Components of the Galaxy

We may divide the galaxy into several components, some of which are visible and some of which are not.
Visible Components

A spiral galaxy like the Milky Way has three basic components to its visible matter: the disk (containing the spiral arms), the halo, and the nucleus or central bulge. These components are indicated schematically in the following figure. The halo and the nucleus are also referred to collectively as the spherical component of the galaxy since they have an approximately spherical distribution with respect to the center of the galaxy.

Nonvisible Components

In addition to these visible components, the galaxy also contains at least three other components that are "invisible": the galactic magnetic field, charged particles trapped in the galactic magnetic field, and a halo of "dark matter" that is of unknown composition but that makes itself felt by its gravitational influence on the visible matter.
Star Populations

The present discussion of Pop I and Pop II is oversimplified. There is not such a clear distinction for real stars, and astronomers often divide these categories up into subcategories such as extreme Pop I and intermediate Pop I (the latter is the category of the Sun) according to their detailed spectral characteristics. For our discussion the simple division into two populations will be sufficient.

Two Star Populations
As we already suggested in our discussion of star clusters in Chapter 19, it is useful to divide the stars of the galaxy into two populations that can be distinguised by their spectral characteristics. The first generation of stars that formed were poor in elements heavier than hydrogen and helium ("metal-poor"). They are distributed rather spherically, in the halo of globular clusters and in the central bulge. This set of old, metal-poor stars is called Population II, or "Pop II", for short. On the other hand, the young stars in the galaxy have formed in the galactic disk, because that is where the star-forming material is concentrated today. They contain more metals because the galaxy has been enriched in heavy elements by earlier generations of stars. These stars, which are metal-rich and typically form in stellar associations and open clusters, constitute Population I, or "Pop I" for short. Some principle characteristics of these two populations are given in the following table.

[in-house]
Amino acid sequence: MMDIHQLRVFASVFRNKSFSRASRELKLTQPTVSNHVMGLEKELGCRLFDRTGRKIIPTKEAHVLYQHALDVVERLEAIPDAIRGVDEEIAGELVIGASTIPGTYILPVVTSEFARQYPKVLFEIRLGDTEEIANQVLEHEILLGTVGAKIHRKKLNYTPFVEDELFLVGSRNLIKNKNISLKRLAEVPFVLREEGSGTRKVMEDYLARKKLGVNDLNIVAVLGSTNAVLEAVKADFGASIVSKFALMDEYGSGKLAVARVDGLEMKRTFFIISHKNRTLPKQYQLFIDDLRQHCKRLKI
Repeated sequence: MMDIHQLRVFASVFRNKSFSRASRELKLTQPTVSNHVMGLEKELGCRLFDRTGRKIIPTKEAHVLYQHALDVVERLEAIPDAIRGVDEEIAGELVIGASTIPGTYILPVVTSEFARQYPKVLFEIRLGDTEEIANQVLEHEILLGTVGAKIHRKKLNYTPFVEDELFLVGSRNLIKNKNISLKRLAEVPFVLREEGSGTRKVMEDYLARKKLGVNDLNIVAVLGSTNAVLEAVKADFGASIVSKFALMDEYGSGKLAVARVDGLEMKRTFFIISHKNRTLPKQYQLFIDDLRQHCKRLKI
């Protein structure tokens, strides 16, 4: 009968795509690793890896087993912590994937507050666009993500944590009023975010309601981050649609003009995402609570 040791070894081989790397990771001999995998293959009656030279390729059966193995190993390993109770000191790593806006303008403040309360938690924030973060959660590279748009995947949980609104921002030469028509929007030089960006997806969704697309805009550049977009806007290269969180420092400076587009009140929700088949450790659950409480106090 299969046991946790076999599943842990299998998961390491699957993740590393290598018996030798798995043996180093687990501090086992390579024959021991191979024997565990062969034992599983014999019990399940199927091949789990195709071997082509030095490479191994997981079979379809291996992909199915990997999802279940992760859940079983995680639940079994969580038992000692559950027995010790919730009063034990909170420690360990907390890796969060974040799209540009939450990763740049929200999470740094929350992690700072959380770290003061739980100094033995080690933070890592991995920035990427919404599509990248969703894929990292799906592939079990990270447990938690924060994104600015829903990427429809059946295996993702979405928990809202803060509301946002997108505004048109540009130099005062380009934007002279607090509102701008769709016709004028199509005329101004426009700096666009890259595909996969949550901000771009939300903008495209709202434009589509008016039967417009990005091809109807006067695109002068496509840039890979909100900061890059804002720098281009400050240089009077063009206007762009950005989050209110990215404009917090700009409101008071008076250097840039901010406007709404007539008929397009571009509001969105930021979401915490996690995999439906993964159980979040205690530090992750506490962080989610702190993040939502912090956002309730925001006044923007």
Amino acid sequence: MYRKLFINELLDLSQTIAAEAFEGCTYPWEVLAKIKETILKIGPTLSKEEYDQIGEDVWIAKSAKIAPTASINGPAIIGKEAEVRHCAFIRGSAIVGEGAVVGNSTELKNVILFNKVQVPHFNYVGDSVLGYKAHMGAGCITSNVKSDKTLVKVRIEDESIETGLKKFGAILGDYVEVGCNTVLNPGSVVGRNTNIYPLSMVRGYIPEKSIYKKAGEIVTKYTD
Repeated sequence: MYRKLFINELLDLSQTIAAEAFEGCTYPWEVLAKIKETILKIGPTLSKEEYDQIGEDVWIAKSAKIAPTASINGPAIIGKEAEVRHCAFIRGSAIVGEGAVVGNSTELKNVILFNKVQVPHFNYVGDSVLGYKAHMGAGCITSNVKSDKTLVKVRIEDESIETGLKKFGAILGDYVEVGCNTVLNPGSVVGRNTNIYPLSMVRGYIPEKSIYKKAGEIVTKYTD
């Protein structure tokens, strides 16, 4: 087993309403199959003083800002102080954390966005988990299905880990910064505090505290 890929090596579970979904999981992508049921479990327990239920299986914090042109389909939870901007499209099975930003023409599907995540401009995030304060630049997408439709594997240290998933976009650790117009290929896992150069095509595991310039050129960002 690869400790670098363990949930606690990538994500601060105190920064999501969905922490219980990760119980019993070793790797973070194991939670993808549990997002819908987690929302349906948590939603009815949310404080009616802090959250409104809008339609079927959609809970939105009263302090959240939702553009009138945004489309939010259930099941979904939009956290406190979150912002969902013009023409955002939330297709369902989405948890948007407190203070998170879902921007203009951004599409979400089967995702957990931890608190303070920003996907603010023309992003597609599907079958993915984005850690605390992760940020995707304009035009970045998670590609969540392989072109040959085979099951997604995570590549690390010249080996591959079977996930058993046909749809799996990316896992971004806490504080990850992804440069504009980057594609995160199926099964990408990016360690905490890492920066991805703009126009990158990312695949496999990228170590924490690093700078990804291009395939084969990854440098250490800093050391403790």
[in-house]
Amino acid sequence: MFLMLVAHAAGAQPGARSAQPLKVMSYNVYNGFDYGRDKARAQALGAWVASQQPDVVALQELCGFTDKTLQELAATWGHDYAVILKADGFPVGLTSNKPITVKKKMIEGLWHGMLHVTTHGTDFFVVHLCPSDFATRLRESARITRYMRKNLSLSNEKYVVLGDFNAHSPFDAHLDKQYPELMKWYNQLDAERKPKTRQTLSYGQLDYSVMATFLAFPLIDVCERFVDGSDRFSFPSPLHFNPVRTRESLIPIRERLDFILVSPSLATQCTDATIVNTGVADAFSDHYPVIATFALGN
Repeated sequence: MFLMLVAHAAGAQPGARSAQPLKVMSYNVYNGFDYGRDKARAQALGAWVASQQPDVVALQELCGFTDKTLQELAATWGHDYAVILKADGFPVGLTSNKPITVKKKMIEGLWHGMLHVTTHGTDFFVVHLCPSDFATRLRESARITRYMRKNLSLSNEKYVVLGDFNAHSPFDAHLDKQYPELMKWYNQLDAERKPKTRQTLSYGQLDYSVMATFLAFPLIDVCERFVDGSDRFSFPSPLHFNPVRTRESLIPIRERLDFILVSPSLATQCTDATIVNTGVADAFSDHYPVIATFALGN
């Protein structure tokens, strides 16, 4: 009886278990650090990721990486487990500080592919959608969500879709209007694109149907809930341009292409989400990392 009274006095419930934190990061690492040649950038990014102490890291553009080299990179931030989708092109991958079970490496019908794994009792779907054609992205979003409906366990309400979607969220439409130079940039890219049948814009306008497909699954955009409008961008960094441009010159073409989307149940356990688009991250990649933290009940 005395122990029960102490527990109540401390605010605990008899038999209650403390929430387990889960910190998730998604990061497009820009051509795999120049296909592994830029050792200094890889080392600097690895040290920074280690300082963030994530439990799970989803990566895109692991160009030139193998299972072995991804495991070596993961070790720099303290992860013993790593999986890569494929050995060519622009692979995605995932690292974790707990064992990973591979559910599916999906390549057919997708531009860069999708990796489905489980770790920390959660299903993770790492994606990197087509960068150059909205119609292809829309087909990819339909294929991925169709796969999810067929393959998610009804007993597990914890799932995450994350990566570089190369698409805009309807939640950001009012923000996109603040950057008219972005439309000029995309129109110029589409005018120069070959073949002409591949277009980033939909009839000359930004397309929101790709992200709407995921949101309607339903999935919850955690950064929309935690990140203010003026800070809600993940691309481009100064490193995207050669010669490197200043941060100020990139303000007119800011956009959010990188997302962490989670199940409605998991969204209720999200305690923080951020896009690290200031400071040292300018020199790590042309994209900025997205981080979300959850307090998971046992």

Characteristics of Population I and Population II
Characteristic Population I Population II
Metal Concentration 2-3% < 1%
Main Spectral Classes O, B, A K, M
Most Luminous Stars Blue Supergiants Red Giants
Location Galactic Disk Nucleus and Halo
Age < 1.5 x 109 years > 1.5 x 109 years

To summarize, Population I is the mix of stars similar to that found in open clusters or in spiral arms. Thus, the stars near the Sun are Pop I. In contrast, Population II is the mixture of stars typical for globular clusters. As the preceding table indicates, these populations have substantially different characteristics.

Formation of the Galaxy
The two populations of stars are a result of the way that our galaxy formed. Initially the galaxy was a great ball of gas and dust. This ball may have formed as a large cloud, or it may have formed by the accretion of smaller clouds that possibly had already made a generation of stars. The first stars that formed were spherically distributed, and because the initial cloud was spinning slowly the stars formed in rather random orbits within the initially spherical galaxy. This early generation of spherically distributed stars become the present Pop II; they were low in metals because little star formation had preceded them.

As the galaxy flattened and began to spin faster the star-forming material concentrated in the disk, so most newer star formation has occurred there. These newer disk stars, which constitute Pop I, are richer in metals because of the stellar evolution associated with earlier generations of stars. They also were likely to be formed in more circular orbits confined to the disk because of the more rapid rotation of the galaxy as it contracted.